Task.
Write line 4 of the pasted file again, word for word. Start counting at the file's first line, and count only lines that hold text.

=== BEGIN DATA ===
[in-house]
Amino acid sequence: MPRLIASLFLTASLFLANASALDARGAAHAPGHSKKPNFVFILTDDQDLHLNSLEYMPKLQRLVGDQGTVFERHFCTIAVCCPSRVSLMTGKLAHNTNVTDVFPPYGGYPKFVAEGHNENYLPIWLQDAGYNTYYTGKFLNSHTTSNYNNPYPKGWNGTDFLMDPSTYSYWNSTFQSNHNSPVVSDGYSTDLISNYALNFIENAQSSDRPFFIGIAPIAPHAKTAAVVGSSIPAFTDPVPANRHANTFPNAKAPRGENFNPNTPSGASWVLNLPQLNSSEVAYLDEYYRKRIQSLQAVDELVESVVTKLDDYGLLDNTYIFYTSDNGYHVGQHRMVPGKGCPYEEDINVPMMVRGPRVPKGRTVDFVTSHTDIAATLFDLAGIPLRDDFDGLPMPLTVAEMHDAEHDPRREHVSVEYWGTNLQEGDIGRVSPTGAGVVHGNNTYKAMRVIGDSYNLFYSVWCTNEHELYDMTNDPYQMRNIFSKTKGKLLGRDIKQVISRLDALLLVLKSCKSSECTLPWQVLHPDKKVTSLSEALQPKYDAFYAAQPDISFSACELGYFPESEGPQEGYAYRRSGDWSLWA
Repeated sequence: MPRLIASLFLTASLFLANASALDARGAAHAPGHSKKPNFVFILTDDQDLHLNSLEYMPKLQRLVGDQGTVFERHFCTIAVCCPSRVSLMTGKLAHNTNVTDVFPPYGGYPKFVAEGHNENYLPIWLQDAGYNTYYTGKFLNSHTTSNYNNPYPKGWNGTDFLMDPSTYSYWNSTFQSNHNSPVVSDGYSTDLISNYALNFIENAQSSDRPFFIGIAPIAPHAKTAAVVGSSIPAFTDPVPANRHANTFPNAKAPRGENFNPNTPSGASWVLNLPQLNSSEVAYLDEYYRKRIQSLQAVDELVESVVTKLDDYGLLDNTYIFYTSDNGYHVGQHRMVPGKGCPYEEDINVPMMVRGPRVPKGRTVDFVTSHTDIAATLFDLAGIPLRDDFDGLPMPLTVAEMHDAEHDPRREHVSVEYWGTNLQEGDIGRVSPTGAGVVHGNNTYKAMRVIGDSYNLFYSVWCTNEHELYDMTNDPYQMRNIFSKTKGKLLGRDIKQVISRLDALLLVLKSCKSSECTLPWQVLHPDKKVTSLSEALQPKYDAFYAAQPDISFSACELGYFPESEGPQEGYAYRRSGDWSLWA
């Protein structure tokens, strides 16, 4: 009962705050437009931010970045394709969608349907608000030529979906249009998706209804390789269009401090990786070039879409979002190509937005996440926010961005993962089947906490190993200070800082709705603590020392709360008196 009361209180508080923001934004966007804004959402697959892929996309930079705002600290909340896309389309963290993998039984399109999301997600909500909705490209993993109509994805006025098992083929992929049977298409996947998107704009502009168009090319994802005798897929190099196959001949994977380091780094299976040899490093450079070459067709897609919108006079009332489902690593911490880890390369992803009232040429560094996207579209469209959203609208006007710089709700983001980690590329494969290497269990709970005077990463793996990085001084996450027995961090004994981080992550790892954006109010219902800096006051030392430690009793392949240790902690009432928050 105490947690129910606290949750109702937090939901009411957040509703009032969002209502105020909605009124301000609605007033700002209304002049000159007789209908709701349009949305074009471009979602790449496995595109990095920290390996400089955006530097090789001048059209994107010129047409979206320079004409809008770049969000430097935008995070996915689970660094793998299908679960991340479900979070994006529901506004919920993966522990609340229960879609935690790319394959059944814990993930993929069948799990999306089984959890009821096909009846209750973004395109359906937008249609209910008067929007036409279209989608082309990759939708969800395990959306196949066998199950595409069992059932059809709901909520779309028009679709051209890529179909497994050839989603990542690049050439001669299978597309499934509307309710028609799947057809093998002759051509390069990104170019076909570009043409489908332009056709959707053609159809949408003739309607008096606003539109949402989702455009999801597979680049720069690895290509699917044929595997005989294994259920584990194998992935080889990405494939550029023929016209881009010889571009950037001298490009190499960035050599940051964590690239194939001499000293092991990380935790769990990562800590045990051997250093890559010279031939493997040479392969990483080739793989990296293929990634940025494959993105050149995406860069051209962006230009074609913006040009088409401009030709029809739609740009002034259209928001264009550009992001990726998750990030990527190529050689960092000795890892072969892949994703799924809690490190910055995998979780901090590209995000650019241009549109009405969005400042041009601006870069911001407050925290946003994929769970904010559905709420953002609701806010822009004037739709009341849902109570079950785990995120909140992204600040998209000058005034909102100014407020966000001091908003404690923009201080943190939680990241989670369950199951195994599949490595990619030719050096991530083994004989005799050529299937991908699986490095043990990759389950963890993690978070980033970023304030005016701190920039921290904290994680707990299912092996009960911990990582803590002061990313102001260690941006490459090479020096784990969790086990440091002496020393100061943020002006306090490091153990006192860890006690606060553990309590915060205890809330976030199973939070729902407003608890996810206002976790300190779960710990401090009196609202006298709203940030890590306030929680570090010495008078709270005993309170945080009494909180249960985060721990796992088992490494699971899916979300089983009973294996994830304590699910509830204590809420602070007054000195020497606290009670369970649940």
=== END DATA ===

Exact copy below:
């Protein structure tokens, strides 16, 4: 009962705050437009931010970045394709969608349907608000030529979906249009998706209804390789269009401090990786070039879409979002190509937005996440926010961005993962089947906490190993200070800082709705603590020392709360008196 009361209180508080923001934004966007804004959402697959892929996309930079705002600290909340896309389309963290993998039984399109999301997600909500909705490209993993109509994805006025098992083929992929049977298409996947998107704009502009168009090319994802005798897929190099196959001949994977380091780094299976040899490093450079070459067709897609919108006079009332489902690593911490880890390369992803009232040429560094996207579209469209959203609208006007710089709700983001980690590329494969290497269990709970005077990463793996990085001084996450027995961090004994981080992550790892954006109010219902800096006051030392430690009793392949240790902690009432928050 105490947690129910606290949750109702937090939901009411957040509703009032969002209502105020909605009124301000609605007033700002209304002049000159007789209908709701349009949305074009471009979602790449496995595109990095920290390996400089955006530097090789001048059209994107010129047409979206320079004409809008770049969000430097935008995070996915689970660094793998299908679960991340479900979070994006529901506004919920993966522990609340229960879609935690790319394959059944814990993930993929069948799990999306089984959890009821096909009846209750973004395109359906937008249609209910008067929007036409279209989608082309990759939708969800395990959306196949066998199950595409069992059932059809709901909520779309028009679709051209890529179909497994050839989603990542690049050439001669299978597309499934509307309710028609799947057809093998002759051509390069990104170019076909570009043409489908332009056709959707053609159809949408003739309607008096606003539109949402989702455009999801597979680049720069690895290509699917044929595997005989294994259920584990194998992935080889990405494939550029023929016209881009010889571009950037001298490009190499960035050599940051964590690239194939001499000293092991990380935790769990990562800590045990051997250093890559010279031939493997040479392969990483080739793989990296293929990634940025494959993105050149995406860069051209962006230009074609913006040009088409401009030709029809739609740009002034259209928001264009550009992001990726998750990030990527190529050689960092000795890892072969892949994703799924809690490190910055995998979780901090590209995000650019241009549109009405969005400042041009601006870069911001407050925290946003994929769970904010559905709420953002609701806010822009004037739709009341849902109570079950785990995120909140992204600040998209000058005034909102100014407020966000001091908003404690923009201080943190939680990241989670369950199951195994599949490595990619030719050096991530083994004989005799050529299937991908699986490095043990990759389950963890993690978070980033970023304030005016701190920039921290904290994680707990299912092996009960911990990582803590002061990313102001260690941006490459090479020096784990969790086990440091002496020393100061943020002006306090490091153990006192860890006690606060553990309590915060205890809330976030199973939070729902407003608890996810206002976790300190779960710990401090009196609202006298709203940030890590306030929680570090010495008078709270005993309170945080009494909180249960985060721990796992088992490494699971899916979300089983009973294996994830304590699910509830204590809420602070007054000195020497606290009670369970649940």